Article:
But as she’s talked to business owners and the governor’s office about it more, she doesn’t think everyone will be running out at one time to reopen. Polis has said this is not a “free-for-all” and some businesses are still hesitant to open. Todd is still concerned, however, about businesses not having enough protective equipment or about employees being pressured to go into work while their kids have to remain at home because schools remain closed.

“I’m not jumping up and down and saying, ‘Woo-hoo!’ ” Todd said. “I am cautiously optimistic that people will be smart.”

Sen. Rhonda Fields, D-Aurora, however, applauded the governor’s transparency, and said while she understands the concerns — they’re inevitable with uncertainty — there has to be some movement. She called the governor’s approach a guarded one.

“I believe it’s the right move at the right time and it’s measured,” Fields said.

On Monday afternoon, Rep. Brianna Titone, D-Arvada, and Sen. Julie Gonzales, D-Denver, were among the leaders who took to Facebook to ask people what questions they had about the new phase.

“There were a lot of really interesting and poignant questions that were raised that I didn’t have any answer to because the governor’s safer-at-home order wasn’t really complete,” Titone said. “It’s still not.”

The governor first held a news conference Monday to introduce “safer at home” with basic information about how it would work, saying a full plan would come later in the week. At a follow-up news conference Wednesday, Polis provided additional details about his proposal and said it would be detailed in an executive order would to be issued Sunday. But on Friday, he said the order would not come until Monday.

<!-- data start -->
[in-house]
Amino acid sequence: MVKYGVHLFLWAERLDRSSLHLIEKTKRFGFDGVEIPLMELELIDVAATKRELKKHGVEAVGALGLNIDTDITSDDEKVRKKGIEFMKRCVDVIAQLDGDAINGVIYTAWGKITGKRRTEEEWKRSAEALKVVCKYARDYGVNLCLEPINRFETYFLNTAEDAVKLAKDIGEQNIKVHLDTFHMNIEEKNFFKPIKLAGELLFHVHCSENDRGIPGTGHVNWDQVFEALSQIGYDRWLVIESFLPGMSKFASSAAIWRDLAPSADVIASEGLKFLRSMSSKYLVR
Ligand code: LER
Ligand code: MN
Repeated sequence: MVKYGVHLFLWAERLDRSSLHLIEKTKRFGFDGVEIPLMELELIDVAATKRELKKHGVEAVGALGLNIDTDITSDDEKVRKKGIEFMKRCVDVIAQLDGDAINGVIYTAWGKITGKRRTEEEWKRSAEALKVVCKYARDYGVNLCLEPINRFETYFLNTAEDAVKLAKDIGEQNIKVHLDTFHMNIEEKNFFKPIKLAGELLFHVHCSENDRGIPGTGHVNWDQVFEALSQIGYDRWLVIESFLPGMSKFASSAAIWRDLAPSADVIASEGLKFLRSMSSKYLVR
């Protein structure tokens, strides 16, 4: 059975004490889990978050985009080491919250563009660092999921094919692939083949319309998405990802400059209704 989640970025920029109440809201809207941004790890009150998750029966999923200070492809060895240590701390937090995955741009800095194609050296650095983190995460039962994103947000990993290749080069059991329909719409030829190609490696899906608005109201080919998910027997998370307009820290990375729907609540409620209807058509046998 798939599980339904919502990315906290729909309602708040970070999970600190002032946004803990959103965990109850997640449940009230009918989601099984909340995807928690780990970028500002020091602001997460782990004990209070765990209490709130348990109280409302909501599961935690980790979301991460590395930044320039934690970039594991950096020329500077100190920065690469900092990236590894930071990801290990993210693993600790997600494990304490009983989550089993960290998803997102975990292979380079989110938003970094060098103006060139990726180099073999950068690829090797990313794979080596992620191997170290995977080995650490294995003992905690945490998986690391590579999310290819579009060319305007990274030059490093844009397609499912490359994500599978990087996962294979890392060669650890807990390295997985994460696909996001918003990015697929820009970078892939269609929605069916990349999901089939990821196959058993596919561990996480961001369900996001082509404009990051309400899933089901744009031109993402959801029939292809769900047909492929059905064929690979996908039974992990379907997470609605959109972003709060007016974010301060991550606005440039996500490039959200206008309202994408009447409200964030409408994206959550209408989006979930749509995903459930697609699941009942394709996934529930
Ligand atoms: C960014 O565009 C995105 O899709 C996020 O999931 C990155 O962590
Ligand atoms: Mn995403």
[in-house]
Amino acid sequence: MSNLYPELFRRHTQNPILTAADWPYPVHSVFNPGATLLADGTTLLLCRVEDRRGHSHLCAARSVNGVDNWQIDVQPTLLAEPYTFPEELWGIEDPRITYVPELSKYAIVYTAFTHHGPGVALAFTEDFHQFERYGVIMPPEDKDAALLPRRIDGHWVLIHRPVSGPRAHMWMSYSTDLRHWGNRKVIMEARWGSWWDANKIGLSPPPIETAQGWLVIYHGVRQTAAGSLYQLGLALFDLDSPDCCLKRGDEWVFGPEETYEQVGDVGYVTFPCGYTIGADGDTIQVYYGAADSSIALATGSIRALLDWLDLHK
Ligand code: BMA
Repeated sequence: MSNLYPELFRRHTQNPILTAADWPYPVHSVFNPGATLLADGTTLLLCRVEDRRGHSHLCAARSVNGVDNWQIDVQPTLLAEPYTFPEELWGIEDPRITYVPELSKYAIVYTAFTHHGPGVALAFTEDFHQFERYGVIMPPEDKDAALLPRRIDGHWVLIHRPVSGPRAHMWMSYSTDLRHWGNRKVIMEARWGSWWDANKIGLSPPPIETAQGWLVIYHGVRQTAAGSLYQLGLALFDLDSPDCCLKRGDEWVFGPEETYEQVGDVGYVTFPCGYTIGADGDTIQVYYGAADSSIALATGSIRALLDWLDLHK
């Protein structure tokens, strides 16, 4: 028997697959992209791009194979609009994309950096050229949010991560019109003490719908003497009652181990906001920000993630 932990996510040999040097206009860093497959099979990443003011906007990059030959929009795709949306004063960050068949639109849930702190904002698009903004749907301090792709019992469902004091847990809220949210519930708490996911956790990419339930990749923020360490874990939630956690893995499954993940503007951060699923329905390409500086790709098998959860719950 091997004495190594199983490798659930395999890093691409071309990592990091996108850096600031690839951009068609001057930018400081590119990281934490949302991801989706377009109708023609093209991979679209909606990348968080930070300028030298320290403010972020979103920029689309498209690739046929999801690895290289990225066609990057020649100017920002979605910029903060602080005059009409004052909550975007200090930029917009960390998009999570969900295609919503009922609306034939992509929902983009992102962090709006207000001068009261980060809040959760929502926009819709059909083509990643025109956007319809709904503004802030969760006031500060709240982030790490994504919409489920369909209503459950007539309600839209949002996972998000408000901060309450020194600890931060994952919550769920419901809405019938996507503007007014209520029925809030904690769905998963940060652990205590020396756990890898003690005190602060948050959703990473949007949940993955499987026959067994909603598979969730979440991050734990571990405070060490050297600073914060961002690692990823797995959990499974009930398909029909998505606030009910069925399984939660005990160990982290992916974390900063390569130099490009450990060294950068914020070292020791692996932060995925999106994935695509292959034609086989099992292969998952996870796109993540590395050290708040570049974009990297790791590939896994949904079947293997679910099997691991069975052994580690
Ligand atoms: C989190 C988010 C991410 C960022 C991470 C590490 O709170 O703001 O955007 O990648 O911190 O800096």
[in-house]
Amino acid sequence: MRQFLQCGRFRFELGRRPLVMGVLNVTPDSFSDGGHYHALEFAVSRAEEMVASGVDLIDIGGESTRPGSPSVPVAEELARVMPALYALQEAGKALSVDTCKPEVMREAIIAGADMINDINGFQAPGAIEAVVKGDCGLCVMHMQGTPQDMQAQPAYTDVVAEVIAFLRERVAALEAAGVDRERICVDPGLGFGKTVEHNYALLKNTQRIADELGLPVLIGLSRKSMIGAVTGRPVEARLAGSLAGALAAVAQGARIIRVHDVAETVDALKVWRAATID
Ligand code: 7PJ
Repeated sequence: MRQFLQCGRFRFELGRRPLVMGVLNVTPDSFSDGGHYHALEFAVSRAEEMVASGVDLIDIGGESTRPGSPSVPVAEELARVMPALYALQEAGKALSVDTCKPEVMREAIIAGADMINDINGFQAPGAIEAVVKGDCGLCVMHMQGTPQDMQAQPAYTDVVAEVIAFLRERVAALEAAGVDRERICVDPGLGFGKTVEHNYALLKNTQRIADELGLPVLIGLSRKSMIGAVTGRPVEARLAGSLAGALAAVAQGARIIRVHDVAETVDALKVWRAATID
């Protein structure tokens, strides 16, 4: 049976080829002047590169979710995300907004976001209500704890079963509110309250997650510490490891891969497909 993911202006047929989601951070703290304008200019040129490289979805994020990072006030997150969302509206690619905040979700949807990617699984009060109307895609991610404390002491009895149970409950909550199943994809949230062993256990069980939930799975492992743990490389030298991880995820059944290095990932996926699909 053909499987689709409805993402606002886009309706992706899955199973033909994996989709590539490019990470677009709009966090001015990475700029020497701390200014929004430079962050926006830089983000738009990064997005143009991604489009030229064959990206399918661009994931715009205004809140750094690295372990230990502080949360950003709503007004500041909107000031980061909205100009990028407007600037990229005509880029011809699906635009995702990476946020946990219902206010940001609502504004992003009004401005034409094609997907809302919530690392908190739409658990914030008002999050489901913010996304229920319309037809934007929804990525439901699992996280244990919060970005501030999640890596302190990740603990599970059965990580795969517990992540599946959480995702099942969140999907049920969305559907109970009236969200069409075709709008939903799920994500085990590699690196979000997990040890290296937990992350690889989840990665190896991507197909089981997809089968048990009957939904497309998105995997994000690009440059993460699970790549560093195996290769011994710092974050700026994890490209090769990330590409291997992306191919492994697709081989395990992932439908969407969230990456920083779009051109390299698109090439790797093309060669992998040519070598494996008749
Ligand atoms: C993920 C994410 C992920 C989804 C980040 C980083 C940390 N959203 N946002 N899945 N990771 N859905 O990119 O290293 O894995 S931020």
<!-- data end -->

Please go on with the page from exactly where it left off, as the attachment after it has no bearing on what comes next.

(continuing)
Titone said she doesn’t envy the governor’s position and believes he’s still handling Colorado’s response better than the federal response to the crisis.

“I think there’s a lot of pressure to open the state and rightfully so. Economic pressures are very strong and there’s a lot of people that want to see things go back to normal. Once money starts flowing around, it really makes a big difference in the system. But at what cost?”

“Thoughtful and prudent”

Gonzales said she wishes the governor would have communicated the plans more proactively with lawmakers so they had more answers for constituents. But she said the data seems to show encouraging signs.

“Would I have liked to have seen the statewide order stay in place longer? Sure. But I’m not in direct, everyday, hour-to-hour communication with the public health experts,” she said.

Fenberg attributes at least part of the confusion about the new phase to people thinking the goal of the stay-at-home order was to stop the virus or lessen its severity, but in reality, he said, the purpose is to delay the severity so health care systems can prepare for a surge.